Ruh-roh, here comes the back story
My one caveat is that you must also be prepared to deal with attackers – because, sadly, people who don’t know anything about you, your dogs, or your program will try to tear you down. And they will be cruel, and they will crawl into every facet of your life, even beyond any issue at hand, to try to find ways to make you look bad or weak – sometimes just to turn the attention on you instead of holding themselves accountable for their own actions. They will attack your friends and people who stand up for you. These types of people will mislead others by only providing pieces of information that show them in a good light. They will corral others into believing that single side of the story, while others will race to jump on the hate wagon – its simply human nature. For whatever reason, it is rare for people to seek out the “whole truth” and psychology research reveals that people will choose to believe the worst about others and the lies because it’s easier than accepting the truth. (NBC News, Psychcentral Psychology Today) Accept this, and keep meticulous records. Download messenger chat transcripts regularly, keep all text messages and emails. Concrete evidence and facts, not emotional outbursts or tirades, will prevail. Rely on your mentors, and your tribe, to support you through it. It won’t happen every day, or even every month, but it will likely happen at some time. Very simply: be prepared.
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Here is the situation where I was attacked for sharing my experience helping a dog in need. Opinions were requested in a Facebook group and I shared mine. I saw a pregnant poodle for sale on Facebook. To prevent her from being sold to a back yard breeder, I agree to purchase her. The seller starting sending me info as I left the house. As soon as I saw the breeder’s name, I looked her up on Facebook and contacted her through messenger. I thought she might have a clause in her contract. The breeder did not choose to reclaim the dog when given the opportunity, nor did the breeder discuss/ask/demand that I limit the resulting pups’ registration. During that call, she said she was glad I was going to get the dog. She later told me she was aware that the contract with the current owner was never signed.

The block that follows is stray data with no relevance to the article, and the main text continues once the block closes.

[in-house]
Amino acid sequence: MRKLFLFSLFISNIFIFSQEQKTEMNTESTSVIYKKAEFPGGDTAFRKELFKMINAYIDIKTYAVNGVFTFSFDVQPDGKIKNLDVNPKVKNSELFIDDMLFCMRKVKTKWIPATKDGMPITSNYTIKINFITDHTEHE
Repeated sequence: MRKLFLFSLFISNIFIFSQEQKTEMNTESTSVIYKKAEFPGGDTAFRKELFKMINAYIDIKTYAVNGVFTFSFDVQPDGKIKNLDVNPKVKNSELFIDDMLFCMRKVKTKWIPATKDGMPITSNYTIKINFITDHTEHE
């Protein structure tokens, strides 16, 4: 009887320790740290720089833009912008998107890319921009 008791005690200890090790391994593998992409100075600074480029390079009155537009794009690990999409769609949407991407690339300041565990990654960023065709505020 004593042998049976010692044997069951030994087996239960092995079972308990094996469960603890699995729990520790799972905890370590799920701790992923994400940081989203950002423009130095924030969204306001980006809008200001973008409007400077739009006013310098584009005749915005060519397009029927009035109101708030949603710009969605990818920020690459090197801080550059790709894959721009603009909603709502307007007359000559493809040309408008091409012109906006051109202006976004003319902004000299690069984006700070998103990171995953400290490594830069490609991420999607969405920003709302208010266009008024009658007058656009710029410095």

She stated that she scrubbed the dog from her breeding program due to a gay tail; that she had tried to breed it out of the mom’s line but failed. Gay tail is not a disqualifying trait (and is even acceptable in most kennel clubs). Only after I paid thousands for the dog, sought veterinary treatment for a UTI and ear infections, confirmed pregnancy and acquired supplements, DNA tested her for poodle diseases through a vet lab and UC Davis for diversity, x-rayed her abdomen, whelped and raised 7 puppies for a momma that did not want to mother, took them to the vet for tails/dew claws and immunizations, raised them with Puppy Culture and rehomed them at 10 weeks+ for less than half the typical price for the breed, did she tell me she didn’t want to help me register them. I also have the 215 page transcript of my messenger chat with the dog buyer – its too big to load here but I am happy to email to anyone interested. It includes the sire’s health test results (although they were not uploaded to OFA). I guess the silver lining is that my website traffic increased exponentially and that bumped my site up in the algorithm! 🙂
An anonymous poster (jeez, I wonder why the person was too scared to be identified?) asked for uncensored opinions of a breeder. I shared my experience – an early experience that was an introduction to people in this field.
Click on the link to open a pdf of the post from Uncensored Opinions of Poodle Breeders (OFFICIAL) – is it really uncensored? Note: Commenter Danelle Seinkbel is a co-breeder with Missy Scott (Missy Smith). The dog was sold with FULL registration clearly shown in the conversation below, which is also illustrated by the photo of the unlimited registration paperwork signed by the breeder/owner.